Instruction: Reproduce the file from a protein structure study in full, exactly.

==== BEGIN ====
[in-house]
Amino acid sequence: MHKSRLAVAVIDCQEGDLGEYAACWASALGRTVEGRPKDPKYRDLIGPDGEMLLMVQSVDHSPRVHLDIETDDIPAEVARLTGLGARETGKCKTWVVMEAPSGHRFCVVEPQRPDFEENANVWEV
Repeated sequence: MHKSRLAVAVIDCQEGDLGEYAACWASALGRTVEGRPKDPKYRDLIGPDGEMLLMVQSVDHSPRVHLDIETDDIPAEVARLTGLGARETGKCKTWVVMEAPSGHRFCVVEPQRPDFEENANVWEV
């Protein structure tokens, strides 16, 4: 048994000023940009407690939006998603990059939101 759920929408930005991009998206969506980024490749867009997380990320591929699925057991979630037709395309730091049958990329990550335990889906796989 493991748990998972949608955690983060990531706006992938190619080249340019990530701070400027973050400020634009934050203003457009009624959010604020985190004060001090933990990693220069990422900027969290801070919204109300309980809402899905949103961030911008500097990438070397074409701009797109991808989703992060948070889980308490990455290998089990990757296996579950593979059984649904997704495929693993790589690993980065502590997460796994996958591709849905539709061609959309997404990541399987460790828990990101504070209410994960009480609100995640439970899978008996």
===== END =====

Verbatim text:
[in-house]
Amino acid sequence: MHKSRLAVAVIDCQEGDLGEYAACWASALGRTVEGRPKDPKYRDLIGPDGEMLLMVQSVDHSPRVHLDIETDDIPAEVARLTGLGARETGKCKTWVVMEAPSGHRFCVVEPQRPDFEENANVWEV
Repeated sequence: MHKSRLAVAVIDCQEGDLGEYAACWASALGRTVEGRPKDPKYRDLIGPDGEMLLMVQSVDHSPRVHLDIETDDIPAEVARLTGLGARETGKCKTWVVMEAPSGHRFCVVEPQRPDFEENANVWEV
């Protein structure tokens, strides 16, 4: 048994000023940009407690939006998603990059939101 759920929408930005991009998206969506980024490749867009997380990320591929699925057991979630037709395309730091049958990329990550335990889906796989 493991748990998972949608955690983060990531706006992938190619080249340019990530701070400027973050400020634009934050203003457009009624959010604020985190004060001090933990990693220069990422900027969290801070919204109300309980809402899905949103961030911008500097990438070397074409701009797109991808989703992060948070889980308490990455290998089990990757296996579950593979059984649904997704495929693993790589690993980065502590997460796994996958591709849905539709061609959309997404990541399987460790828990990101504070209410994960009480609100995640439970899978008996």